Drivers Pump the Brakes on Car Co-Op


Car-sharing may be catching on in some major U.S. cities, but it’s off to a slow start in Dallas.

The idea of sharing a car with a complete stranger is a foreign concept to most North Texans. No one has shown serious interest in sharing with an Oak Cliff resident who is trying to launch a car-sharing co-op.

Jonathan Braddick said he hoped there would be some interest in 8-year-old Volkswagon TDI.

“I wanted to look at ways in this economy to cut back and live below my means,” he said.

He launched a website offering to share his car for a small monthly fee.

“It has nothing to do with making money," Braddick said. "It has everything to do with seeing that we really don’t need everything we have."

But while similar co-ops have seen success in cities such as Austin and Denver, Braddick's site hasn't gotten traction.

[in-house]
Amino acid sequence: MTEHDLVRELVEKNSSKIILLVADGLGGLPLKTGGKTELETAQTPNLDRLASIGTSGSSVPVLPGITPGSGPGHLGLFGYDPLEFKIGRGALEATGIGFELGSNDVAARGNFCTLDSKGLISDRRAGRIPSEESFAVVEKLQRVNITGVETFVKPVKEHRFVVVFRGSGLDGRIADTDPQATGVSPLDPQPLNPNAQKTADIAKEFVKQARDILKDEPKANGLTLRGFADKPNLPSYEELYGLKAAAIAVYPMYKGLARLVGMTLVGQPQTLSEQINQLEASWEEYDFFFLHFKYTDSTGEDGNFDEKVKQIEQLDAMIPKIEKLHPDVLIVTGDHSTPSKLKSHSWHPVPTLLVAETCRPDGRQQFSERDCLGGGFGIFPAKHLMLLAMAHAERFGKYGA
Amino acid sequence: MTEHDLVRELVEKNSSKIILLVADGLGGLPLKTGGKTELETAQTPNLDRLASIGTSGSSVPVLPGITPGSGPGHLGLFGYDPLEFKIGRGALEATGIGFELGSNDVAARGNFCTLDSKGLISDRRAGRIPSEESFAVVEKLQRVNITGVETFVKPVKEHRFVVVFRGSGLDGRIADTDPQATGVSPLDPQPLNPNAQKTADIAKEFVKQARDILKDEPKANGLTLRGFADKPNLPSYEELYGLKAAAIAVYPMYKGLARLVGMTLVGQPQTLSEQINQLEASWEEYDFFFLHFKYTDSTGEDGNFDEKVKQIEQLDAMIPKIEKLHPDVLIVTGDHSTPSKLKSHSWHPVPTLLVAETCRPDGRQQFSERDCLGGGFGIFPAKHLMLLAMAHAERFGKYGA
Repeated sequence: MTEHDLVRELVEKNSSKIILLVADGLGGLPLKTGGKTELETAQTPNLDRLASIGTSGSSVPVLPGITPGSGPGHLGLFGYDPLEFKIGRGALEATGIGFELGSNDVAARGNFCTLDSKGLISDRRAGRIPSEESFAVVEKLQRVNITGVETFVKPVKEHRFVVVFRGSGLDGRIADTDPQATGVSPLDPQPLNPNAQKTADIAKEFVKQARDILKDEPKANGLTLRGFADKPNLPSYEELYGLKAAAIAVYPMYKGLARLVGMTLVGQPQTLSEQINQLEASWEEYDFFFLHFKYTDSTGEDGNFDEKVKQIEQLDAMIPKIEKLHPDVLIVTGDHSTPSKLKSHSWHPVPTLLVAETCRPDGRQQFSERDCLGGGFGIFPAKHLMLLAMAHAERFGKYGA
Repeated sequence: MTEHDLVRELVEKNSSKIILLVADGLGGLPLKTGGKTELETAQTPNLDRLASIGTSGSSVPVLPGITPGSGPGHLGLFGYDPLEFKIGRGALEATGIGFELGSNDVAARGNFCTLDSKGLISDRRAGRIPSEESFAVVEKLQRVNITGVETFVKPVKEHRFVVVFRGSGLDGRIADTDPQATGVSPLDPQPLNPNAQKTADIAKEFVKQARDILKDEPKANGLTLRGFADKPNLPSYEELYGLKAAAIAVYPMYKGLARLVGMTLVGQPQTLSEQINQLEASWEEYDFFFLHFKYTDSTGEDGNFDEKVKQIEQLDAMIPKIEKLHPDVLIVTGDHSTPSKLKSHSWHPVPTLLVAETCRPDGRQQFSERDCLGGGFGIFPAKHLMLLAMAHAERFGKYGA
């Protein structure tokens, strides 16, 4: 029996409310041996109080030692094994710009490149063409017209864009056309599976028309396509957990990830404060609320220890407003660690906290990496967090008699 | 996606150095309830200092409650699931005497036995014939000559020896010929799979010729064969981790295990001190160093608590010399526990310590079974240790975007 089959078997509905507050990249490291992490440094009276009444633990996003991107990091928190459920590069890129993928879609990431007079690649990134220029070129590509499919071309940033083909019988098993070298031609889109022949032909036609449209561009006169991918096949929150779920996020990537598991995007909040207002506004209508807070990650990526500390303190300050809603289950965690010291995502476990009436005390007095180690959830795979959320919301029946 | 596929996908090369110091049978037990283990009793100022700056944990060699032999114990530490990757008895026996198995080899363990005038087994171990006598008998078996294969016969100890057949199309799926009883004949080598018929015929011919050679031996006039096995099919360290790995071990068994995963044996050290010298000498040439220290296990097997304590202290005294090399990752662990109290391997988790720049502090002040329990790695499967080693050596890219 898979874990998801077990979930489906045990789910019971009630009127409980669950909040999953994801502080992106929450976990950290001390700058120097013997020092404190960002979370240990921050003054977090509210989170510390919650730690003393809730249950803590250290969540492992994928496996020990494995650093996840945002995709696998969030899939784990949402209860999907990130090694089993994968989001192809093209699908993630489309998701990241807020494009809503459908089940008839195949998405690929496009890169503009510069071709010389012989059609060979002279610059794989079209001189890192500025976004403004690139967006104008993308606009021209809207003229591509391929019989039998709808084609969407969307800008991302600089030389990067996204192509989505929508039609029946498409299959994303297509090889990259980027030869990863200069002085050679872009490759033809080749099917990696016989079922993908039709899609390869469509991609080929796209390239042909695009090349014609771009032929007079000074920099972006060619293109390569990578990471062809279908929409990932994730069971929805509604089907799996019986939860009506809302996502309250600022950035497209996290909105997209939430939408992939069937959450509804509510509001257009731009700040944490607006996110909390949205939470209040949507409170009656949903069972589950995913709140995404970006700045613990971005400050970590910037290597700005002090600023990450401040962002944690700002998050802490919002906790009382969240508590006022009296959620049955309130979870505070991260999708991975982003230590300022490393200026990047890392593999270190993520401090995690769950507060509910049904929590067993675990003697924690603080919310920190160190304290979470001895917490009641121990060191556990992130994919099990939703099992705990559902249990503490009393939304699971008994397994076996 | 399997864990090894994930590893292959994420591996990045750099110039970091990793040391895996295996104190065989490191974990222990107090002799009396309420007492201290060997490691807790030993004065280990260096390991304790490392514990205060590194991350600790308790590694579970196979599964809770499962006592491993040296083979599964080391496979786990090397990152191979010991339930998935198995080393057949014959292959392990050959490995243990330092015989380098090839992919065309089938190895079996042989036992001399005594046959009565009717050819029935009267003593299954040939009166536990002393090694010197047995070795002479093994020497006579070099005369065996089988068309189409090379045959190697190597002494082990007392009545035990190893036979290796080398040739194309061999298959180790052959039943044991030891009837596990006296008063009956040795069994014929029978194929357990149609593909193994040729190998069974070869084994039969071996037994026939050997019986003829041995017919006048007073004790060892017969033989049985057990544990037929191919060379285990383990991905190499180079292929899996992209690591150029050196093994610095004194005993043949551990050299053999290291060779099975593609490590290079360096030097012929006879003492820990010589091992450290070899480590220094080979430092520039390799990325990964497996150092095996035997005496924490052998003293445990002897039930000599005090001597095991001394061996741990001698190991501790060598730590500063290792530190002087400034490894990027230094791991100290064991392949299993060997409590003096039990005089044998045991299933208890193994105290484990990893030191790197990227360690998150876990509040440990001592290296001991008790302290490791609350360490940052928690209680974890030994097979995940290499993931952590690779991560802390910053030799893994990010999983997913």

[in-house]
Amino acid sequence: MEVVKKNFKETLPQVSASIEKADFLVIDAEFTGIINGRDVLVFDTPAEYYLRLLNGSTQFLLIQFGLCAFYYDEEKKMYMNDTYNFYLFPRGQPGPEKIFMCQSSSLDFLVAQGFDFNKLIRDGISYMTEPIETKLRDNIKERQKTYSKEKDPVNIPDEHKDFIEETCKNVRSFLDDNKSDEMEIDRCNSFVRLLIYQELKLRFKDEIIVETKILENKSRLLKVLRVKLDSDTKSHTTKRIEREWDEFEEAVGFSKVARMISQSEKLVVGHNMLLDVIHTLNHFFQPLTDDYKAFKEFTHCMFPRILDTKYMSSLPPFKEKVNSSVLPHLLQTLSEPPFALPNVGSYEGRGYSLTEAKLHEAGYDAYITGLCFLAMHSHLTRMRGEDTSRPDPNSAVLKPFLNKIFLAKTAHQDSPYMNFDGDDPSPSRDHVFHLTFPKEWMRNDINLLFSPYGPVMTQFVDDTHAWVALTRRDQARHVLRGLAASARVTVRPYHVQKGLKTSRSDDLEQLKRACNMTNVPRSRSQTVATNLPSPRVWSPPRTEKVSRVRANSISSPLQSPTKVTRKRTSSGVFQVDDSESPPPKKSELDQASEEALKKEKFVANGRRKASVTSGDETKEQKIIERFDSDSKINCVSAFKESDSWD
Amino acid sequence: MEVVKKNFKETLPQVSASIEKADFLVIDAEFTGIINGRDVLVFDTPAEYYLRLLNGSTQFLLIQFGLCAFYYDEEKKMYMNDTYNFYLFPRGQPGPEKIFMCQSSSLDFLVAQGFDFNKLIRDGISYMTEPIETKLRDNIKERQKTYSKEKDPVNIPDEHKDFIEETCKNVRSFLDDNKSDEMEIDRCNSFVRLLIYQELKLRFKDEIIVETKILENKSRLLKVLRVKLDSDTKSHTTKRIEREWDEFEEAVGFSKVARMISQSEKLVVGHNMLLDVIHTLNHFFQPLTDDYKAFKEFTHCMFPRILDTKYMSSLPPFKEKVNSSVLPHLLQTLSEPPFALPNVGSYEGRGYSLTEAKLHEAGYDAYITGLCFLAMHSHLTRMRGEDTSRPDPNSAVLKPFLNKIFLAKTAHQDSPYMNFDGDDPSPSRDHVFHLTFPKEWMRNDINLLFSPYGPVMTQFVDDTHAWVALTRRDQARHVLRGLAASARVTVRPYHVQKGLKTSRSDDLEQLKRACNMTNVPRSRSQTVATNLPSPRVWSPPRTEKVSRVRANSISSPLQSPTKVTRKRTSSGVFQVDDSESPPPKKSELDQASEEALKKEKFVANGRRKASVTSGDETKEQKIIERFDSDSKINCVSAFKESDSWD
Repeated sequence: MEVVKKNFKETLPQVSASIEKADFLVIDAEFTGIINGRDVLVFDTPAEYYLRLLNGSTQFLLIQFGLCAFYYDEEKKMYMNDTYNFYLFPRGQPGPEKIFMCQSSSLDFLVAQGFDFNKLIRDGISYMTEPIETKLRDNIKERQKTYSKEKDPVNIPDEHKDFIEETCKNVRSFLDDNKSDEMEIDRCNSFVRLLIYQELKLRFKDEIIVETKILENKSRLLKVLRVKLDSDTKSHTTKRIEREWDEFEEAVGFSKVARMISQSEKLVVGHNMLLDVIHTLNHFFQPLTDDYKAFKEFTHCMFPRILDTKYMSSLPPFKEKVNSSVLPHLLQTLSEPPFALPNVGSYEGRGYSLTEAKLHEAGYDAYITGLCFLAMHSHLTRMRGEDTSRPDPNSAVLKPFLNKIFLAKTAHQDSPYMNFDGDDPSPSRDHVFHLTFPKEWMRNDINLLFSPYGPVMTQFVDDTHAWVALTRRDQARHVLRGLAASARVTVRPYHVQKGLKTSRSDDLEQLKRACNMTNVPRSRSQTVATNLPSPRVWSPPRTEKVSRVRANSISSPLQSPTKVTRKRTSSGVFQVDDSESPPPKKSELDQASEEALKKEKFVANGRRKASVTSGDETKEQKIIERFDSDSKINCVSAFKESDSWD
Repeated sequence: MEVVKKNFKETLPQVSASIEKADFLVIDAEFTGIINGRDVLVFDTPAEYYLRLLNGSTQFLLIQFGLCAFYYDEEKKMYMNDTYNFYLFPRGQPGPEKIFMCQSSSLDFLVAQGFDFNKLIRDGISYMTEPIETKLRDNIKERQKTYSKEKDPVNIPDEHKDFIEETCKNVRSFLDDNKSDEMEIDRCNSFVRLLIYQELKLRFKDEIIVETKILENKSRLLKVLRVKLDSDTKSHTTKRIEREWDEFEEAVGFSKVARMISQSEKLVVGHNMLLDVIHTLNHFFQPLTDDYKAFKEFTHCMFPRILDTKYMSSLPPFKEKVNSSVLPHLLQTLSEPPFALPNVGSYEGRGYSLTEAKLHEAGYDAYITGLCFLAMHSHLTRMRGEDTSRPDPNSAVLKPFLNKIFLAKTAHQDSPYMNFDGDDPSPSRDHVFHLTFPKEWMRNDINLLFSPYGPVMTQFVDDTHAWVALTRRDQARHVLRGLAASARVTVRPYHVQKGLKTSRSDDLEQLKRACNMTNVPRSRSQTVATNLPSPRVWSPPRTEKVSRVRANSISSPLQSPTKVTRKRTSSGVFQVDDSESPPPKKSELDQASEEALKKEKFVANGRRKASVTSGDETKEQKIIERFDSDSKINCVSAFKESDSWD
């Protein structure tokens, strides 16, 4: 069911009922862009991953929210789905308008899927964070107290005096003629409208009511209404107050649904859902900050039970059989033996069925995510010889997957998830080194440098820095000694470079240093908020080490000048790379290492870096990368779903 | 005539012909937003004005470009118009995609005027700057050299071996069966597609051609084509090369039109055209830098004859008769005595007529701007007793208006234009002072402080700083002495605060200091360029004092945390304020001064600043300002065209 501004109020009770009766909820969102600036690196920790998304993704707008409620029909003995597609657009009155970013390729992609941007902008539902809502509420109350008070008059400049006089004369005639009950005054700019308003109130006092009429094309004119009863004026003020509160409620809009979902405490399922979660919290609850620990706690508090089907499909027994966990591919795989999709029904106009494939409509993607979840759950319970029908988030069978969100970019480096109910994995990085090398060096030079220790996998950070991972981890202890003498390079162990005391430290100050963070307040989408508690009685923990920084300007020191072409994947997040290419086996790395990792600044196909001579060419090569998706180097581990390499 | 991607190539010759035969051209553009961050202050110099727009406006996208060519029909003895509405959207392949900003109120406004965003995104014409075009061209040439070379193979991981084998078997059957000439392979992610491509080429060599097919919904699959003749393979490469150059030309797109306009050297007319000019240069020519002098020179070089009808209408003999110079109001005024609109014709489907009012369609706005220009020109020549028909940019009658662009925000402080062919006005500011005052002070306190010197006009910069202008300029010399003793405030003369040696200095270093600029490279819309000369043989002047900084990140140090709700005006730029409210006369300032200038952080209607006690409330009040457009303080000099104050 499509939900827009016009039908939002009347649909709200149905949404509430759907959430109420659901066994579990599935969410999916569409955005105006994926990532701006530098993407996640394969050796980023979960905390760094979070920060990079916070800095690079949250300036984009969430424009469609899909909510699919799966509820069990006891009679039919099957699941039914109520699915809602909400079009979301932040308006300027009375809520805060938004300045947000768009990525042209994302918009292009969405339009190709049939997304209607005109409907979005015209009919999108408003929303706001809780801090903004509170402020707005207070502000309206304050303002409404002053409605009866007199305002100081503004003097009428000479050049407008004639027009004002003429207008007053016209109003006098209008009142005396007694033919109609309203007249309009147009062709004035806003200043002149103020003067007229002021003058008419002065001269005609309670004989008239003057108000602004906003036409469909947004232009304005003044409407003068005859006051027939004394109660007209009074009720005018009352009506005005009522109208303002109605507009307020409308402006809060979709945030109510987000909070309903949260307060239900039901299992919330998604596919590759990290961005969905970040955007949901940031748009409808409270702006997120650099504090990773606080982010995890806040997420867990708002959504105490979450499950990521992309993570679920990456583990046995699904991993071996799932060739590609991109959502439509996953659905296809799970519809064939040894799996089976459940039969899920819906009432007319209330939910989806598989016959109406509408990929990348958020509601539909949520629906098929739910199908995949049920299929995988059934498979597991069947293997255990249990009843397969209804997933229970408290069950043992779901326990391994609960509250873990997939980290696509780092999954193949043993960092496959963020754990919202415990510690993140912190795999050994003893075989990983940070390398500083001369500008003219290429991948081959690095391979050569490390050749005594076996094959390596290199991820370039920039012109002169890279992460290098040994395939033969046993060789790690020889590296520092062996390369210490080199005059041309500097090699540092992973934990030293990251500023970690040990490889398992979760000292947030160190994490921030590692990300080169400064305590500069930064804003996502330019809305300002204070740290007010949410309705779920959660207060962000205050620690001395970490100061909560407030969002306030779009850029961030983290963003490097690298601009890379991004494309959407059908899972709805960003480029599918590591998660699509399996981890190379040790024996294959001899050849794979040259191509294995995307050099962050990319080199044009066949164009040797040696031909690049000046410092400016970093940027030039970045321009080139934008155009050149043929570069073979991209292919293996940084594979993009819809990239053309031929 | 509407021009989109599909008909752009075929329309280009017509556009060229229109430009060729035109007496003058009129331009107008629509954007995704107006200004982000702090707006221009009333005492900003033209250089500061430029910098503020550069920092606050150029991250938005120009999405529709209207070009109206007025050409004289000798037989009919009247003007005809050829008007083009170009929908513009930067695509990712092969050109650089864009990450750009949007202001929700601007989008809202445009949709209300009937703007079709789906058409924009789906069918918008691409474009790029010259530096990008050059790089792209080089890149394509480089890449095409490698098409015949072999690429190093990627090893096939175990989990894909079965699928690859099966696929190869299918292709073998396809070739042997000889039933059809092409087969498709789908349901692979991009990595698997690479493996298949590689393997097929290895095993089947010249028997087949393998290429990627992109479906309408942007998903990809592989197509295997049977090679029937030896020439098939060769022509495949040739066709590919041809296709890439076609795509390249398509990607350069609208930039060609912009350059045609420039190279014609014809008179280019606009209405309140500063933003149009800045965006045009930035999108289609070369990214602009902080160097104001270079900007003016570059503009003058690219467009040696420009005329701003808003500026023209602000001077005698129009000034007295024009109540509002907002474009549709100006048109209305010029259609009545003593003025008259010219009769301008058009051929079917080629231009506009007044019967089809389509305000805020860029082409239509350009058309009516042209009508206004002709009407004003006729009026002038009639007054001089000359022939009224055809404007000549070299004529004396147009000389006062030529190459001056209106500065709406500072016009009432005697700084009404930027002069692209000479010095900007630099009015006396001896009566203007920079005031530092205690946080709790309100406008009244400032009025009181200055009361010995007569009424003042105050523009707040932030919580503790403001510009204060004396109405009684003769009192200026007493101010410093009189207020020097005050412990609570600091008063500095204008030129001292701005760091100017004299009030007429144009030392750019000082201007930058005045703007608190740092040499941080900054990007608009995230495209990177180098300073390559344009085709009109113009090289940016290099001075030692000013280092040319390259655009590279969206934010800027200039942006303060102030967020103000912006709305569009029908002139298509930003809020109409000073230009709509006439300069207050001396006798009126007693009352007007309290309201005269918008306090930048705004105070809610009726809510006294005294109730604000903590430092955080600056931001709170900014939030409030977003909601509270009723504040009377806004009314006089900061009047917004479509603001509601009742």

“Obviously, there doesn’t seem to be much of a market for it yet,” he said. “I still think it could work, and it should work.”

But fellow Dallas drivers didn't show much enthusiam for the idea.

“I mean, you’ve got one guy who needs to go to the grocery, one guy who needs to go to 7-Eleven, and one guy needs to go to work. How's that going to happen with one car?” Andrew Spain said. “You just can't do it.”

"Iinnovation is a good thing, but I really can't imagine sharing a car with somebody," said Elizabeth Belew, another driver.

More: Car Share Co-Op in Oak Cliff

Contact Us